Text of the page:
“I see myself as part of the food chain, if I don’t respect the food chain, at some point in time we all will be gone. Respect to me is to not contaminate the food chain.”

And then Marcos said something all guides should print on their guide business tee-shirts, “I try and respect the sea and conduct myself in a good manner.”

Don’t do that you guides out there, and soon you will be guiding squat.

Guides, whether you think so or not, you and what you do, is a sport. It is NOT a business to put “the client on fish.”

The sea, is your competitor.

The fish, are your competitors.

The beauty of sport, is the respect shown to those that you compete against… in your case, the fish.

A personal aside here with the obligatory “blah blah blah” about this not being the opinions of Wired2Fish or anyone within spitting distance of the online joint.

So from me/not them here’s this: I found out during this adventure that there is some sort of custom that has arisen that calls for the angler who catches his/her first tarpon to “take a scale from the fish to mark the occasion.”

If you do that and I’m on the boat, you’re going into the water, and I’ll throw you there myself.

Unless, you allow me this, we have a contest, competition between me and you, a story writing competition, if you win I will put it up everywhere you are a better writer than I am,

if in fact I win,

I get,

a large piece of your skin.

To take ANYTHING, especially a body part, from whom you have competed against and won is NOTHING MORE THAN BARBARIC BRUTALITY.

Stop it.



      “…It’s a magic kind of medicine…”

We humans are made of bits of land,

with a whole lot of sea mixed in.

Marcos, I believe, has a bit more sea mixed in than most of us.

“I see things out there,” we are sitting on a dock doing the interview and he nods towards the sea. “As if it were a painting.”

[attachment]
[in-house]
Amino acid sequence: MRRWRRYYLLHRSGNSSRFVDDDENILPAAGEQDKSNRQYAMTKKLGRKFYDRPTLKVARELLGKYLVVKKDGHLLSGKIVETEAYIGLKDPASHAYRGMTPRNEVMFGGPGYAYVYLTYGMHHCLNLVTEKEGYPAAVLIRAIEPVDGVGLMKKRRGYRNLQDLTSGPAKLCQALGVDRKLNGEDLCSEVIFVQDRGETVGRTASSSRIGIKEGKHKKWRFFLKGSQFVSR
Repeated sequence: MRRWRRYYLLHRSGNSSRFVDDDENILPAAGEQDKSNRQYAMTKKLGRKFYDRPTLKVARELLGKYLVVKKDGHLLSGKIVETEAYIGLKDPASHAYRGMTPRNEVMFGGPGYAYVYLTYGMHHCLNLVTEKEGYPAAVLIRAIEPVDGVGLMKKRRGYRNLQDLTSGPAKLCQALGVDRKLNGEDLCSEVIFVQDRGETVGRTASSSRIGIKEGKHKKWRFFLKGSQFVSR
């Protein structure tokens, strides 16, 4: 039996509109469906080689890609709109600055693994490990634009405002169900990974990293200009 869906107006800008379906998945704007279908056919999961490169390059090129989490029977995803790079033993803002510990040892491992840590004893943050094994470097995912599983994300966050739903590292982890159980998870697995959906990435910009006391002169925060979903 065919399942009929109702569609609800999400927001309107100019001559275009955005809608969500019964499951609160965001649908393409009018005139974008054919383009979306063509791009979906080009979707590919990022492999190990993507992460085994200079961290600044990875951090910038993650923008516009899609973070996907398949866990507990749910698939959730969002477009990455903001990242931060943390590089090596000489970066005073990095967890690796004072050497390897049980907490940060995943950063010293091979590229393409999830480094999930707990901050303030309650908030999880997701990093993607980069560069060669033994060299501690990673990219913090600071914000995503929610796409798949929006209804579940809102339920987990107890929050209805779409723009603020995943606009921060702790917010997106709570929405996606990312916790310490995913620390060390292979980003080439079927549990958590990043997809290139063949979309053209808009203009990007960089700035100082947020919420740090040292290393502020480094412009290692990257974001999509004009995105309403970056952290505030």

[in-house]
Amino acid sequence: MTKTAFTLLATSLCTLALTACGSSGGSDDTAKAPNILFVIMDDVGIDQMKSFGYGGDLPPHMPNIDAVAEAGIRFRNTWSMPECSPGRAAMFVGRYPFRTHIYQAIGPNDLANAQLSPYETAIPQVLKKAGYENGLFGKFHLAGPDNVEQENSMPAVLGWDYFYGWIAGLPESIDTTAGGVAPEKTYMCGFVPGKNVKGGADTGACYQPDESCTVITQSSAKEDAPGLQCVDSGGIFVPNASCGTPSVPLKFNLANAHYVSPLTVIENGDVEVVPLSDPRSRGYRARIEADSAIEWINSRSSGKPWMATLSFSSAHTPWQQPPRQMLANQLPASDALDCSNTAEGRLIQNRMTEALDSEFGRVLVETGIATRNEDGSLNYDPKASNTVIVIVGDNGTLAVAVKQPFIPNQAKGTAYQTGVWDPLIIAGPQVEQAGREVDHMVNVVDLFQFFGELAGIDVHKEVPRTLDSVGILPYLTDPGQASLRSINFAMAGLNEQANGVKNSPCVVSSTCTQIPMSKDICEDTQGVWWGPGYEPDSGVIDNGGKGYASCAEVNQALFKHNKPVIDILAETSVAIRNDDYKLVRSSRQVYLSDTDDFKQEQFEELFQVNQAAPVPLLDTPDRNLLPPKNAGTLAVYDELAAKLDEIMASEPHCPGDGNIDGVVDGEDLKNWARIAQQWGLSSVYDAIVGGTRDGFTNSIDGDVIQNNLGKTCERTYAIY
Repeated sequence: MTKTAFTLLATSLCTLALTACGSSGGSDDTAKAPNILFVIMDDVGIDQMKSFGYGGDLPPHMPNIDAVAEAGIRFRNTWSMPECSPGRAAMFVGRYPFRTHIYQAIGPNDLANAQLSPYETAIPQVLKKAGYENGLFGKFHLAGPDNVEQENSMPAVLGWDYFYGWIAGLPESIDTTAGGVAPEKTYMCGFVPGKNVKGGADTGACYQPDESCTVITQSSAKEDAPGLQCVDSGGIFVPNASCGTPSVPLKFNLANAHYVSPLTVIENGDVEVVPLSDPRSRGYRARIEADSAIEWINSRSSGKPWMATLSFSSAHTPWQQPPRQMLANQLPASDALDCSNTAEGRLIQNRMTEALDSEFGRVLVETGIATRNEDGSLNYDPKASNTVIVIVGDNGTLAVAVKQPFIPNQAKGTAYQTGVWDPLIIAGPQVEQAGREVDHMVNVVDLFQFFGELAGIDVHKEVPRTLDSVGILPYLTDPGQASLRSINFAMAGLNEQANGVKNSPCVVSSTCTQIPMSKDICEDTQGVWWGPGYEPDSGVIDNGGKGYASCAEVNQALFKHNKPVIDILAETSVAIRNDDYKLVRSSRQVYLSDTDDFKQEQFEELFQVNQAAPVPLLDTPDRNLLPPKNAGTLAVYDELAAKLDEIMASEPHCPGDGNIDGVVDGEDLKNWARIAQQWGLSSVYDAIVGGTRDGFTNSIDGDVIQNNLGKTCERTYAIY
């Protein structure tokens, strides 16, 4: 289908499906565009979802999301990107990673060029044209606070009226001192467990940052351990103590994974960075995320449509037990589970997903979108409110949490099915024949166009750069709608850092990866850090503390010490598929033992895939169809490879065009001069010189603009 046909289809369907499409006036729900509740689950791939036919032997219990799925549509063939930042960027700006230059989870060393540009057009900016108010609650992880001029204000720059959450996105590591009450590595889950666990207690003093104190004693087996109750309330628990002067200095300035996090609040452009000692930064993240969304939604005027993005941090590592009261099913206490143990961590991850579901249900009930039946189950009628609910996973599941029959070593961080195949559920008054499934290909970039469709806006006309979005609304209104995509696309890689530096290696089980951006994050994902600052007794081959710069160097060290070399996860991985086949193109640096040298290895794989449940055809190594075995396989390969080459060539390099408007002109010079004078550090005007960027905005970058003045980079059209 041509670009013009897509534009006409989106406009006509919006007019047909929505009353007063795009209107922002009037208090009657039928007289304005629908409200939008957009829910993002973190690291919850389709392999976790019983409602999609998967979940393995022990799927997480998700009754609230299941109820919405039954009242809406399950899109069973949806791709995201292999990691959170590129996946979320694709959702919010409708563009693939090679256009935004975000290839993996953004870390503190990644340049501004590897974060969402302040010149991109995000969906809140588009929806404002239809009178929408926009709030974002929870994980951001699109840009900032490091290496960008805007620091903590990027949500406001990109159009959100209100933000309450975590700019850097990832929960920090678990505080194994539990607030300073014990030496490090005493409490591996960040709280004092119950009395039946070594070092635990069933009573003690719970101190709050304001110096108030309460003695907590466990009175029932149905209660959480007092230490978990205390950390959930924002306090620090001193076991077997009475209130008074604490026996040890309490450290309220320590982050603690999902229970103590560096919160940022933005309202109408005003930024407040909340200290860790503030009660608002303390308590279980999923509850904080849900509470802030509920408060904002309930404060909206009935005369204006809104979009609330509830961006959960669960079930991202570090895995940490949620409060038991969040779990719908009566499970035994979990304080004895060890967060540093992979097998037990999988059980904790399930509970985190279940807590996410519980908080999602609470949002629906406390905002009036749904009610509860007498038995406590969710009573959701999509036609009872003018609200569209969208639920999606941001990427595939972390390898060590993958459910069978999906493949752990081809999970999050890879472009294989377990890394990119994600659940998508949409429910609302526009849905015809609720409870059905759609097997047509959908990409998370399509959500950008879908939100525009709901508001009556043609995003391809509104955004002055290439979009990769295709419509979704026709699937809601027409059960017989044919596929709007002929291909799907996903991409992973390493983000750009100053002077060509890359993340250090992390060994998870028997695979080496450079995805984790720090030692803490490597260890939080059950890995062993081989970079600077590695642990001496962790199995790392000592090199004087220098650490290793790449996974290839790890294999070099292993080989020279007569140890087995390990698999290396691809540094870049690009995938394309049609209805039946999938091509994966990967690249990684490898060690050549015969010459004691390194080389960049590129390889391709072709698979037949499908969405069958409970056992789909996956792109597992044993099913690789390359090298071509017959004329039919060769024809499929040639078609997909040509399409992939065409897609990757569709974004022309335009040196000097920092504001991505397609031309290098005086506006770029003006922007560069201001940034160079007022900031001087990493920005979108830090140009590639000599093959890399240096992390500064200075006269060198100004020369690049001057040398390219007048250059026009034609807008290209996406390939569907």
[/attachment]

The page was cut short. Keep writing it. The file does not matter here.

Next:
I’m going to let Marcos, paint:

“It is a painting, how you say, a moving painting, a dynamic, dynamic painting, that’s what it is, that’s what I see.”

“In the mornings when I’m out catching baitfish I go to this area near a beach and I sometimes just sit out there on the ocean and watch the painting on the shore.”

“The painting it is that of the footprints of the Leatherback turtles, I can see on the canvas, the beach, I can see the big footprints coming out of the ocean and going up to the nest, and then back out to the sea.”

“In another part of the painting I can see the tiny little footprints leave the nest, and disappear in the sea.”

“And then on the painting I see humans, I see them jogging on the beach, I see them walking on the beach and not stopping to see what’s around them.”

“Around them, if they could actually see what it is they are looking at, all around them are the footprints of ancient 800-pound turtles, and little baby turtles, coming and going from a thousand year old turtle nesting ground.”

“It is a privilege for me to see the whole dynamic painting.”

What future do we have if we cannot even see the footprints of what came before us.

Long, before us.

It is the wings of the hummingbird, which start the wind.

It is the feet of the paddling turtle, which start the waves,

which makes the beach,

which lets us leave,


footprints in the sand.

A painting,

a dynamic non-still life,

that shows,



and us,


in the brushstrokes,

that paint,

the canvas,

we call,


                                                         “…that no doctor could prescribe.”

                                                                One Particular Harbour

                                                                       Jimmy Buffett